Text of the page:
Friday, June 23, 2006

the bonas defeat photographic extravaganza

The East branch of the Tuckaseegee river cuts a deep and rugged gorge from where it exits Panthertown Valley at Devils Elbow until it hits the Tanasee impoundment. Tanassee is a small lake and below it the river resumes its erosional spectacularity, if you will, until it runs into Bear Creek Lake.

Bonas Defeat is a 400' cliff less than a mile below the Tanasee spillway where, according to local legend, a hunting dog Bonas fell to his death driving deer (or bear, depending on which version you hear) off the cliff for his owner. This strech of land is managed by Nantahala National Forest for the Nature Conservancy who own (?) it. You can read more about Bonas Defeat here.

Anyway, here are some pictures from our hike down the valley yesterday. It was myself, Josh Haddock (fellow philosopher in training), Prof.Greg Adkison and his neighbor Patrick (whose last name I didn't catch).

It was pretty fucking cool. And today I'm pretty sore.

If they release water from Tanasee I imagine you might be pretty screwed.



There are a lot of potholes on this stretch of river. You can make out an arch between two of them here.





This is a big mat of moss, ferns, liverworts etc. that fell off the rock wall above. Kind of neat we thought.



I didn't get any good pictures of the actual cliff, but here is a shot of a waterfall with the cliff in the back ground. Patrick and I swam there. It was cold.



Potholes.



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Me.



This is Josh descending from a pothole. I really like this picture.





The potholes are supposedly made by rocks rubbing holes in bigger rocks. Here is a really cool example of this process in the early stages. The smaller rock fit perfectly in that hole. CLICK FOR BIGGER.



A pothole in a pothole. CLICK FOR BIGGER.



Patrick in a pothole. CLICK THIS PICTURE.







Patrick in a "grotto". Not the best photograph, but cool.



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This is the section called "Grandma's Kitchen", a view from the top. I came really really close to falling in a big pothole here. That would have been bad. I probably would have broken something. Drowned? Well, anyway, I didn't fall in. CLICK FOR BIGGER.





Grandma's Kitchen from the bottom. CLICK FOR BIGGER.



Another of Grandma's Kitchen:



You can see Greg and Josh in the upper left looking for a way around. We had to go up in the woods here. Just too shady.



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This is a little buddy we saw. I think it is Notophthalmus viridescens (Red Eft) and not Pseudotriton ruber (Northern Red) as I claimed yesterday. CLICK FOR BIGGER.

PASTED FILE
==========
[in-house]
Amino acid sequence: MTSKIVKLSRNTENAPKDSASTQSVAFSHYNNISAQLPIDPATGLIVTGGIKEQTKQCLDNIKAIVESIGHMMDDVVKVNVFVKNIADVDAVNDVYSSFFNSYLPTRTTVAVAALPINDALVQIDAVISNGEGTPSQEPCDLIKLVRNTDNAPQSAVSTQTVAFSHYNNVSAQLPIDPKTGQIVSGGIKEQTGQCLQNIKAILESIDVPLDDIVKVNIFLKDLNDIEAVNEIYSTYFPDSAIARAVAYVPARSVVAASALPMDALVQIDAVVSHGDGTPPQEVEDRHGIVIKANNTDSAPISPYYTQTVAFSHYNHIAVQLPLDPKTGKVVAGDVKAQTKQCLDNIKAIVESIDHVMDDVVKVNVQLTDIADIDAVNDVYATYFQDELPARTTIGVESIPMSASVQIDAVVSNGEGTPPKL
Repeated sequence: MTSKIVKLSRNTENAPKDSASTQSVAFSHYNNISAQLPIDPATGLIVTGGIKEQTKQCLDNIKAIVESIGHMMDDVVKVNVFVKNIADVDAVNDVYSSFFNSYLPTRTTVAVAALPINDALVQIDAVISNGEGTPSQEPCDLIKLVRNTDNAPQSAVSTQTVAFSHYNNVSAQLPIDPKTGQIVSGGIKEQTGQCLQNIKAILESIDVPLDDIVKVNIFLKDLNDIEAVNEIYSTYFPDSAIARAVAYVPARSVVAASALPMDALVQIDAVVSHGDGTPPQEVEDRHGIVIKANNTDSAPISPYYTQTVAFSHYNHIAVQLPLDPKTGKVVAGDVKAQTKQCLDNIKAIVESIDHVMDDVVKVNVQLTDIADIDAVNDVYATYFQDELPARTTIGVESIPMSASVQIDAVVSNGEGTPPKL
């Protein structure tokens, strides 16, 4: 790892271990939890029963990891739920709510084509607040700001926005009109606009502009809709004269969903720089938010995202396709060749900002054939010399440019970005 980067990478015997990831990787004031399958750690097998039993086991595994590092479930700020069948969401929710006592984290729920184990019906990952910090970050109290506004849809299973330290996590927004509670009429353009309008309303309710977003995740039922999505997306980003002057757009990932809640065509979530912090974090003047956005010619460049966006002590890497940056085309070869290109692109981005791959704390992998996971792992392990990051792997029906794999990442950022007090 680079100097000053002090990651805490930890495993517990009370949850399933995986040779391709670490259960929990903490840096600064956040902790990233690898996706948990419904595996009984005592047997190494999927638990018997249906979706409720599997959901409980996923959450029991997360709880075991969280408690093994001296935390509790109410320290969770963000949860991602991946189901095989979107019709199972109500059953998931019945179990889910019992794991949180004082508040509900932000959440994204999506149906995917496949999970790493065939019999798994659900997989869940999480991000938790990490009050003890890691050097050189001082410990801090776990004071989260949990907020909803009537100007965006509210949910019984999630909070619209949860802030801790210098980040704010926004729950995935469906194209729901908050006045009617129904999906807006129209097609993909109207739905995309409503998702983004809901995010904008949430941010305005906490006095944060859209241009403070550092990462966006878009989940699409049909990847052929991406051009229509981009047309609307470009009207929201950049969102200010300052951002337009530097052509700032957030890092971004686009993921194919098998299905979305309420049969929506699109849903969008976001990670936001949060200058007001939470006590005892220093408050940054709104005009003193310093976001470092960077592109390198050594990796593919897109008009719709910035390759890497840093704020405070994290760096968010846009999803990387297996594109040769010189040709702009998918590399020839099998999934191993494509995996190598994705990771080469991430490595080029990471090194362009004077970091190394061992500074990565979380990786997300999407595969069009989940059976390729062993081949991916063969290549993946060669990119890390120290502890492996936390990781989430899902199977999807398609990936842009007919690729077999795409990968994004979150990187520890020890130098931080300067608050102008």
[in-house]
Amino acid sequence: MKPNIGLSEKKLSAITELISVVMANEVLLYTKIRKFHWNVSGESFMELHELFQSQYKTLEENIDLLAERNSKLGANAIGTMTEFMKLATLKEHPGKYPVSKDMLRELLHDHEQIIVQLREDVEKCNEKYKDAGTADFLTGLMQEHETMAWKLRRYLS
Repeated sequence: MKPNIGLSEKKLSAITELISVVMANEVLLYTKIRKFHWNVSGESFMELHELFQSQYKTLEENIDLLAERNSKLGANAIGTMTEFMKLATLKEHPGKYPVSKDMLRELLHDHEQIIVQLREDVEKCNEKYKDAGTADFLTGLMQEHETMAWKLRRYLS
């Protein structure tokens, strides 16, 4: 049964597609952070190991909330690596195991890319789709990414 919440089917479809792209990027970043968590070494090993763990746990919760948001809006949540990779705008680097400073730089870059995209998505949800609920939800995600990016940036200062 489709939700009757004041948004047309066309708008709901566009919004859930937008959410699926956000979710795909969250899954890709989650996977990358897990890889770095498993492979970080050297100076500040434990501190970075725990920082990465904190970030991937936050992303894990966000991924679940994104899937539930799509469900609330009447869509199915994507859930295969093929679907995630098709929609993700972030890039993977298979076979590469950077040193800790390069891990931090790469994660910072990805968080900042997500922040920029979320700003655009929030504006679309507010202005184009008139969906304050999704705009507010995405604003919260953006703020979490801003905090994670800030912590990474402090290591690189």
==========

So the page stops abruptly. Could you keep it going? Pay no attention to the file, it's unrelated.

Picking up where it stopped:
If you go, be really careful and don't go alone. Next time I go I'll probably wear my felt soled wading boots. It is very slippery and there are a lot of shady places to slip onto, around of, backwards by, down in, down through, down on, and into.

8 comments:

Anonymous said...

Hey those are some cool pics.

You'd tear up your felt soles trekking on all that dry ground, Van's skate shoes are pretty good on smooth wet rocks.

Brian said...

Cool photos. I can't believe Josh was able to punch through that rock! He could probably take the most vicious Doberman.

Matthew D Dunn said...

Anonymous:

I've often wondered how bad it is for wading shoes to walk on dry ground. I've concluded (with very little empirical study) that the rate of deterioration of felt soles is proportional to the distance traveled in them and not to the type of ground traveled upon while wearing them. And because you're far more likely to walk a longer distance on dry land than in the water, it may at first appear that the deterioration is caused by walking on dry land through the increase in the coefficient of friction of the dry rock and felt soles. But this is a spurious correlation.

Either way, walking down the gorge in wading boots would be bad for the boots because there is both lots of dry rock and it is also a couple miles at least. But it would be good for the person wearing the boots. I don't mind getting a new pair of 70$ Hodgeman's if they save my life.

But the Van's suggestion is interesting. I'll have to check that out. Patrick and Josh both wore Chacos and had no problem. I think Chacos might have some special Vibram sole that is supposed to be better on slippery stuff, but it might have just been that Josh and Patrick are burly as fuck.



Brian:

Josh is fucking tough.

Anonymous said...

If you're going to be walking on slippery rocks and dry land, the RUD Shoe Chain works wonders. It's based on an Incan design that's supposed to provide traction over long distances whether on moist, sensual rocks or dry, frigid ground. Check out this site for more information. It's the best mannnn!
http://www.ex.ac.uk/~RDavies/inca/hike.html
I was thinking about buying a couple hundred pair wholesale if anyone wants to get in on a deal. I'm not gonna hold anybody over the coals either, everyone will get a break. I can be reached at 412-225-9710. Ask for Mikey "J", cash only please.

tyson stager said...

Got to love those natural catherals! can't get enough of God's creation!

tyson stager said...

Lately its been like rolling dice, gettin down there.

Matthew D Dunn said...

Tyson- I hope you keep commenting here once a year for the next 10 years.

Why is it rolling the dice to get down there these days?

Tyson Stager said...

They been releasing the spill ways quite often. Just wanted say, You take the best pictures I've seen for around this area,, I think I got alittle animated in a message, I left 4 years ago.. so I apologize, its wasn't toward you.. Def love to fishin sometime, nice Cat,, im big in esquif canoes!